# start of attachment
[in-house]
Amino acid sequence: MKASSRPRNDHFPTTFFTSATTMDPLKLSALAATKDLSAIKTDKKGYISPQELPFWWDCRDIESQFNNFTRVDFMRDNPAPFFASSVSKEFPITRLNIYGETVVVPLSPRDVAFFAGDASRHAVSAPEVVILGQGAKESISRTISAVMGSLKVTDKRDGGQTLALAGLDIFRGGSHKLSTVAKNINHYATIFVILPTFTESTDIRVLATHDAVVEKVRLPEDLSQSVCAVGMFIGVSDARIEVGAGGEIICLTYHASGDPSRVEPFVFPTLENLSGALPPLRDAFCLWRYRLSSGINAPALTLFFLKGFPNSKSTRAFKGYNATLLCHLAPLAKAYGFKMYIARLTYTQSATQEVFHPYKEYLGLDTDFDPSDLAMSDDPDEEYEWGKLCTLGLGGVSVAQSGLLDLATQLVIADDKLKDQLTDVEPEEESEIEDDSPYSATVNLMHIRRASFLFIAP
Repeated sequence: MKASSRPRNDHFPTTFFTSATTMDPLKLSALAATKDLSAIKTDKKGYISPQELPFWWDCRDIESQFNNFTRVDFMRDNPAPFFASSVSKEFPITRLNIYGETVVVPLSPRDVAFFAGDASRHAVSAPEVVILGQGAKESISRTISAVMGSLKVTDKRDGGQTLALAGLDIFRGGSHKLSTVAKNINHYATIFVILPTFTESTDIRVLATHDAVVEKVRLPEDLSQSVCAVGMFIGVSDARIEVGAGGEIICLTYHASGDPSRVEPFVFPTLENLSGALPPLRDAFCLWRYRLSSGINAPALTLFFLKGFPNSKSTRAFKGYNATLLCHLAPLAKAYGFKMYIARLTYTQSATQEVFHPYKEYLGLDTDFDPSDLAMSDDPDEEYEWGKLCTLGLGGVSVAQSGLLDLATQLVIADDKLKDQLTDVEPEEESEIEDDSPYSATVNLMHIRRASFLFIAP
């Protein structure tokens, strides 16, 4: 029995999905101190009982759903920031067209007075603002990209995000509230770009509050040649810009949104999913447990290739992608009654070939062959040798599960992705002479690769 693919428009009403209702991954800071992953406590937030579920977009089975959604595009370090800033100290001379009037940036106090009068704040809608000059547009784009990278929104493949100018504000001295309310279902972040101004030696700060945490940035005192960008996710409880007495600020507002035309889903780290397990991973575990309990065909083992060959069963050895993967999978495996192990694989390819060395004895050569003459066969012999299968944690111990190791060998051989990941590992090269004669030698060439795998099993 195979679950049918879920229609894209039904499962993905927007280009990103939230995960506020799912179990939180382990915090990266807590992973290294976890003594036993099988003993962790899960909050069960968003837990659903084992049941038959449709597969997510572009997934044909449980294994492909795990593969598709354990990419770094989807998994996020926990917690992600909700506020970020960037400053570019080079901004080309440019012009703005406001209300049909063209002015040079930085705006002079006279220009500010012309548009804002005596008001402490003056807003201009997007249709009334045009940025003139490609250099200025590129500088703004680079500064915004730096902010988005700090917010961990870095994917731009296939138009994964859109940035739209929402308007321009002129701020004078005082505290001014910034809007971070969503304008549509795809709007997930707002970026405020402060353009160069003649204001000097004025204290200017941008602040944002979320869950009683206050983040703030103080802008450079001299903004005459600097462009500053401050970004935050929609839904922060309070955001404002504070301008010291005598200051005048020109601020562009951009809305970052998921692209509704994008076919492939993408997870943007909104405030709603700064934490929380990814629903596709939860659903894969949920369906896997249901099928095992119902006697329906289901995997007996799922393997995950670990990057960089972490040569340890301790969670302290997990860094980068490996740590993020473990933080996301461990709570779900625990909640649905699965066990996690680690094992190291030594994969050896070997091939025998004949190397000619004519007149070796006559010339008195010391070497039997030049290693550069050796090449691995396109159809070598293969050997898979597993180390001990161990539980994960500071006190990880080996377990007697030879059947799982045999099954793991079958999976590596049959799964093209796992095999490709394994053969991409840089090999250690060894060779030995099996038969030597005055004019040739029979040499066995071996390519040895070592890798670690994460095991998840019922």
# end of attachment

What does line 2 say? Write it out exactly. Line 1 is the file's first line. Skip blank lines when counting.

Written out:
Amino acid sequence: MKASSRPRNDHFPTTFFTSATTMDPLKLSALAATKDLSAIKTDKKGYISPQELPFWWDCRDIESQFNNFTRVDFMRDNPAPFFASSVSKEFPITRLNIYGETVVVPLSPRDVAFFAGDASRHAVSAPEVVILGQGAKESISRTISAVMGSLKVTDKRDGGQTLALAGLDIFRGGSHKLSTVAKNINHYATIFVILPTFTESTDIRVLATHDAVVEKVRLPEDLSQSVCAVGMFIGVSDARIEVGAGGEIICLTYHASGDPSRVEPFVFPTLENLSGALPPLRDAFCLWRYRLSSGINAPALTLFFLKGFPNSKSTRAFKGYNATLLCHLAPLAKAYGFKMYIARLTYTQSATQEVFHPYKEYLGLDTDFDPSDLAMSDDPDEEYEWGKLCTLGLGGVSVAQSGLLDLATQLVIADDKLKDQLTDVEPEEESEIEDDSPYSATVNLMHIRRASFLFIAP